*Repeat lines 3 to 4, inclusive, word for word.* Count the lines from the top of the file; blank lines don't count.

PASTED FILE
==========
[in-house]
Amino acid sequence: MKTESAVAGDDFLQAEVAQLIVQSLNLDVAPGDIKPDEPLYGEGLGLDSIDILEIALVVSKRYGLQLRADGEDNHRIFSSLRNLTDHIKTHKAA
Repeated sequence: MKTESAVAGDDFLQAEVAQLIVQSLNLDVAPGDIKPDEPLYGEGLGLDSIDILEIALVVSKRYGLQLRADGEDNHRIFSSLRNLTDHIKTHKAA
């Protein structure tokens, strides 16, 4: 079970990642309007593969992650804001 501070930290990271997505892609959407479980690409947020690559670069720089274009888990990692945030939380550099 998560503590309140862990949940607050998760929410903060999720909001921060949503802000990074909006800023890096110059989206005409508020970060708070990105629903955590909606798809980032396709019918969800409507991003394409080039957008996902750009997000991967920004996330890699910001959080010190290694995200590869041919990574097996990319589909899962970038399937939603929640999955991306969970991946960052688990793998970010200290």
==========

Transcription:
Repeated sequence: MKTESAVAGDDFLQAEVAQLIVQSLNLDVAPGDIKPDEPLYGEGLGLDSIDILEIALVVSKRYGLQLRADGEDNHRIFSSLRNLTDHIKTHKAA
């Protein structure tokens, strides 16, 4: 079970990642309007593969992650804001 501070930290990271997505892609959407479980690409947020690559670069720089274009888990990692945030939380550099 998560503590309140862990949940607050998760929410903060999720909001921060949503802000990074909006800023890096110059989206005409508020970060708070990105629903955590909606798809980032396709019918969800409507991003394409080039957008996902750009997000991967920004996330890699910001959080010190290694995200590869041919990574097996990319589909899962970038399937939603929640999955991306969970991946960052688990793998970010200290």